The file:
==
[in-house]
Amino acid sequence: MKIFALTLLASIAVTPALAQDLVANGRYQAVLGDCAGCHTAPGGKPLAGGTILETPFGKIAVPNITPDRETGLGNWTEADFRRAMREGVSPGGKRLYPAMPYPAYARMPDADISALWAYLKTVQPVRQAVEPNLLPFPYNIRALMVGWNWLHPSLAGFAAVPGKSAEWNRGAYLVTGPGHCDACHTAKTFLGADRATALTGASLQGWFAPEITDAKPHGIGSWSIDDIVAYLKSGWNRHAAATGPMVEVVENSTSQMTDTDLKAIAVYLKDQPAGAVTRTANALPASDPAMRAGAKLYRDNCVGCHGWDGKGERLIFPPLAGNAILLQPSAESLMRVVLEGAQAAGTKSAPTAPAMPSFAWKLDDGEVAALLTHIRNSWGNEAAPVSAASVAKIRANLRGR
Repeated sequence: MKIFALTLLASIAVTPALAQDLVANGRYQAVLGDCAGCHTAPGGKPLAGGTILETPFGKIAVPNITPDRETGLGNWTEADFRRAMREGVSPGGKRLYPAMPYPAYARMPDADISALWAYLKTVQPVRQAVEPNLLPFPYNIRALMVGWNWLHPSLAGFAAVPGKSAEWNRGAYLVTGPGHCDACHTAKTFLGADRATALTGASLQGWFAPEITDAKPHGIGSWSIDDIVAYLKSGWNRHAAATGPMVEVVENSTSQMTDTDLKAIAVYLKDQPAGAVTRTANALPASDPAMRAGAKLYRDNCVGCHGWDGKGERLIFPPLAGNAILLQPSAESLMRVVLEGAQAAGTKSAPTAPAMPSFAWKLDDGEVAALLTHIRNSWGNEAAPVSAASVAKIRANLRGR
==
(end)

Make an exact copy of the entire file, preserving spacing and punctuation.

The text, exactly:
[in-house]
Amino acid sequence: MKIFALTLLASIAVTPALAQDLVANGRYQAVLGDCAGCHTAPGGKPLAGGTILETPFGKIAVPNITPDRETGLGNWTEADFRRAMREGVSPGGKRLYPAMPYPAYARMPDADISALWAYLKTVQPVRQAVEPNLLPFPYNIRALMVGWNWLHPSLAGFAAVPGKSAEWNRGAYLVTGPGHCDACHTAKTFLGADRATALTGASLQGWFAPEITDAKPHGIGSWSIDDIVAYLKSGWNRHAAATGPMVEVVENSTSQMTDTDLKAIAVYLKDQPAGAVTRTANALPASDPAMRAGAKLYRDNCVGCHGWDGKGERLIFPPLAGNAILLQPSAESLMRVVLEGAQAAGTKSAPTAPAMPSFAWKLDDGEVAALLTHIRNSWGNEAAPVSAASVAKIRANLRGR
Repeated sequence: MKIFALTLLASIAVTPALAQDLVANGRYQAVLGDCAGCHTAPGGKPLAGGTILETPFGKIAVPNITPDRETGLGNWTEADFRRAMREGVSPGGKRLYPAMPYPAYARMPDADISALWAYLKTVQPVRQAVEPNLLPFPYNIRALMVGWNWLHPSLAGFAAVPGKSAEWNRGAYLVTGPGHCDACHTAKTFLGADRATALTGASLQGWFAPEITDAKPHGIGSWSIDDIVAYLKSGWNRHAAATGPMVEVVENSTSQMTDTDLKAIAVYLKDQPAGAVTRTANALPASDPAMRAGAKLYRDNCVGCHGWDGKGERLIFPPLAGNAILLQPSAESLMRVVLEGAQAAGTKSAPTAPAMPSFAWKLDDGEVAALLTHIRNSWGNEAAPVSAASVAKIRANLRGR